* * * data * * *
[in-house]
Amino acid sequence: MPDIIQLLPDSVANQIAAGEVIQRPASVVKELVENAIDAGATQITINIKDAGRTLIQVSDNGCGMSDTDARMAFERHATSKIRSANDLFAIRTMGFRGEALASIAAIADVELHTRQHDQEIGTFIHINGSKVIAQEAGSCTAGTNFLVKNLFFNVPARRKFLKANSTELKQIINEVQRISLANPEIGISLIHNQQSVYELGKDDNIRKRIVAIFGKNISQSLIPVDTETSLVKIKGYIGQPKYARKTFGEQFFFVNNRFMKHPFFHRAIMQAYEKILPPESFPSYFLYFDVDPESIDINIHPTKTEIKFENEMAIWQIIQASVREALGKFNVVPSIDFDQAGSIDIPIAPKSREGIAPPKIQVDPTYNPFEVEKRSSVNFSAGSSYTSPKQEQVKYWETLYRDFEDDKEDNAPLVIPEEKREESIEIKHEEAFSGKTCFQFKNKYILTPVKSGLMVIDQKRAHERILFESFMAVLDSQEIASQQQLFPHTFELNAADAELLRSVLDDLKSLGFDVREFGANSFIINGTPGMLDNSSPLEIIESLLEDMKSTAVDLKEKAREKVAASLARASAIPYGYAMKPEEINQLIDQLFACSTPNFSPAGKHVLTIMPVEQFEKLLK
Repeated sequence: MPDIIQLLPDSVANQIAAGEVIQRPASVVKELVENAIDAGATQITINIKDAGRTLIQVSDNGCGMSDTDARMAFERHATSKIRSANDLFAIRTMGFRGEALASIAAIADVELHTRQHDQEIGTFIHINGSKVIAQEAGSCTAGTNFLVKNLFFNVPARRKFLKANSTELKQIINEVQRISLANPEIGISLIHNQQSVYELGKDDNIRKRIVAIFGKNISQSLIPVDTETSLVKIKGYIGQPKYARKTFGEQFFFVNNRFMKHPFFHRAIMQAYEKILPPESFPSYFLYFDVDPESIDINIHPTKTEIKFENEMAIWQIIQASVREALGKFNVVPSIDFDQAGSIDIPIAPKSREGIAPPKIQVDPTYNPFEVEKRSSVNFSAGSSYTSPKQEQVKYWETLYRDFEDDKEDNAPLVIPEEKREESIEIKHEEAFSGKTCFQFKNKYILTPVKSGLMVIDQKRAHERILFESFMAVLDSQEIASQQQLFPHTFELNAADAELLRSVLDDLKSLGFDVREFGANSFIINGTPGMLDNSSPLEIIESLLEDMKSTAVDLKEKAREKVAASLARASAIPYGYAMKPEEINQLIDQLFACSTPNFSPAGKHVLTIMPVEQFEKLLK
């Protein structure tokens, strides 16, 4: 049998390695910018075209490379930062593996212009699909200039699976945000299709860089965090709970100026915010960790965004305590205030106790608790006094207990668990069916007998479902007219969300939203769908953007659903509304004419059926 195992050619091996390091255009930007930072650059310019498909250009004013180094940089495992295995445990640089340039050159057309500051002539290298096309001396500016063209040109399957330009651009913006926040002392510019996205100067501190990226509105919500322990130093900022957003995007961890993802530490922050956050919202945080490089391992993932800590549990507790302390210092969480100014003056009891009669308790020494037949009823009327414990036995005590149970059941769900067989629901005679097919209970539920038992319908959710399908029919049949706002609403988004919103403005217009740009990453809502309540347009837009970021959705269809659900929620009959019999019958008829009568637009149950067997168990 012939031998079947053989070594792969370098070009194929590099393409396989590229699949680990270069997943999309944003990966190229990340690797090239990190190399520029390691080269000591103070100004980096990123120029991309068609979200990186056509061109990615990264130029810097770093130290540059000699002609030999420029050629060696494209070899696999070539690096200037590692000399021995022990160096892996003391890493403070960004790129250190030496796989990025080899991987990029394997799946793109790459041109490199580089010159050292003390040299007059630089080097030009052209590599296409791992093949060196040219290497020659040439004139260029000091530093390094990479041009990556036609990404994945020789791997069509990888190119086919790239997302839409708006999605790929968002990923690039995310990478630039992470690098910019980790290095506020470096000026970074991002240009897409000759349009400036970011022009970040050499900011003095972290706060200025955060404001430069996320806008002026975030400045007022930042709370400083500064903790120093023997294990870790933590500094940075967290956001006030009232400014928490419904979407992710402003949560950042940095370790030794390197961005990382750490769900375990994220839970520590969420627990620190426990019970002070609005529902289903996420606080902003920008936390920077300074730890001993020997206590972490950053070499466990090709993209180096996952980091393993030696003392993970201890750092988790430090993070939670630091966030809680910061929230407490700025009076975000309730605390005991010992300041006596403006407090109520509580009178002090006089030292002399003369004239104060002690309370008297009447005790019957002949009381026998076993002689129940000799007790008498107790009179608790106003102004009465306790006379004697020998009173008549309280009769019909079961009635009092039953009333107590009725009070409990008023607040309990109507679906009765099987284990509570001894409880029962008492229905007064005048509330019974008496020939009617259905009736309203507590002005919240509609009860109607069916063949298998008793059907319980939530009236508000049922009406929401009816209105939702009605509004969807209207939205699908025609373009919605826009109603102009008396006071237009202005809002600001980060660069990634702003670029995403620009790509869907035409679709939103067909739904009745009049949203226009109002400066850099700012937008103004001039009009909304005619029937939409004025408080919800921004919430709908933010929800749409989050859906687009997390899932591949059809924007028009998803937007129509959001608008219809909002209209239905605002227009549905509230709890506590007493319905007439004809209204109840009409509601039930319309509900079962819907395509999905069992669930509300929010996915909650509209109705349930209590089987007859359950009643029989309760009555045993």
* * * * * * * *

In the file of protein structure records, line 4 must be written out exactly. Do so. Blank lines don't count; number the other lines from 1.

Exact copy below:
């Protein structure tokens, strides 16, 4: 049998390695910018075209490379930062593996212009699909200039699976945000299709860089965090709970100026915010960790965004305590205030106790608790006094207990668990069916007998479902007219969300939203769908953007659903509304004419059926 195992050619091996390091255009930007930072650059310019498909250009004013180094940089495992295995445990640089340039050159057309500051002539290298096309001396500016063209040109399957330009651009913006926040002392510019996205100067501190990226509105919500322990130093900022957003995007961890993802530490922050956050919202945080490089391992993932800590549990507790302390210092969480100014003056009891009669308790020494037949009823009327414990036995005590149970059941769900067989629901005679097919209970539920038992319908959710399908029919049949706002609403988004919103403005217009740009990453809502309540347009837009970021959705269809659900929620009959019999019958008829009568637009149950067997168990 012939031998079947053989070594792969370098070009194929590099393409396989590229699949680990270069997943999309944003990966190229990340690797090239990190190399520029390691080269000591103070100004980096990123120029991309068609979200990186056509061109990615990264130029810097770093130290540059000699002609030999420029050629060696494209070899696999070539690096200037590692000399021995022990160096892996003391890493403070960004790129250190030496796989990025080899991987990029394997799946793109790459041109490199580089010159050292003390040299007059630089080097030009052209590599296409791992093949060196040219290497020659040439004139260029000091530093390094990479041009990556036609990404994945020789791997069509990888190119086919790239997302839409708006999605790929968002990923690039995310990478630039992470690098910019980790290095506020470096000026970074991002240009897409000759349009400036970011022009970040050499900011003095972290706060200025955060404001430069996320806008002026975030400045007022930042709370400083500064903790120093023997294990870790933590500094940075967290956001006030009232400014928490419904979407992710402003949560950042940095370790030794390197961005990382750490769900375990994220839970520590969420627990620190426990019970002070609005529902289903996420606080902003920008936390920077300074730890001993020997206590972490950053070499466990090709993209180096996952980091393993030696003392993970201890750092988790430090993070939670630091966030809680910061929230407490700025009076975000309730605390005991010992300041006596403006407090109520509580009178002090006089030292002399003369004239104060002690309370008297009447005790019957002949009381026998076993002689129940000799007790008498107790009179608790106003102004009465306790006379004697020998009173008549309280009769019909079961009635009092039953009333107590009725009070409990008023607040309990109507679906009765099987284990509570001894409880029962008492229905007064005048509330019974008496020939009617259905009736309203507590002005919240509609009860109607069916063949298998008793059907319980939530009236508000049922009406929401009816209105939702009605509004969807209207939205699908025609373009919605826009109603102009008396006071237009202005809002600001980060660069990634702003670029995403620009790509869907035409679709939103067909739904009745009049949203226009109002400066850099700012937008103004001039009009909304005619029937939409004025408080919800921004919430709908933010929800749409989050859906687009997390899932591949059809924007028009998803937007129509959001608008219809909002209209239905605002227009549905509230709890506590007493319905007439004809209204109840009409509601039930319309509900079962819907395509999905069992669930509300929010996915909650509209109705349930209590089987007859359950009643029989309760009555045993």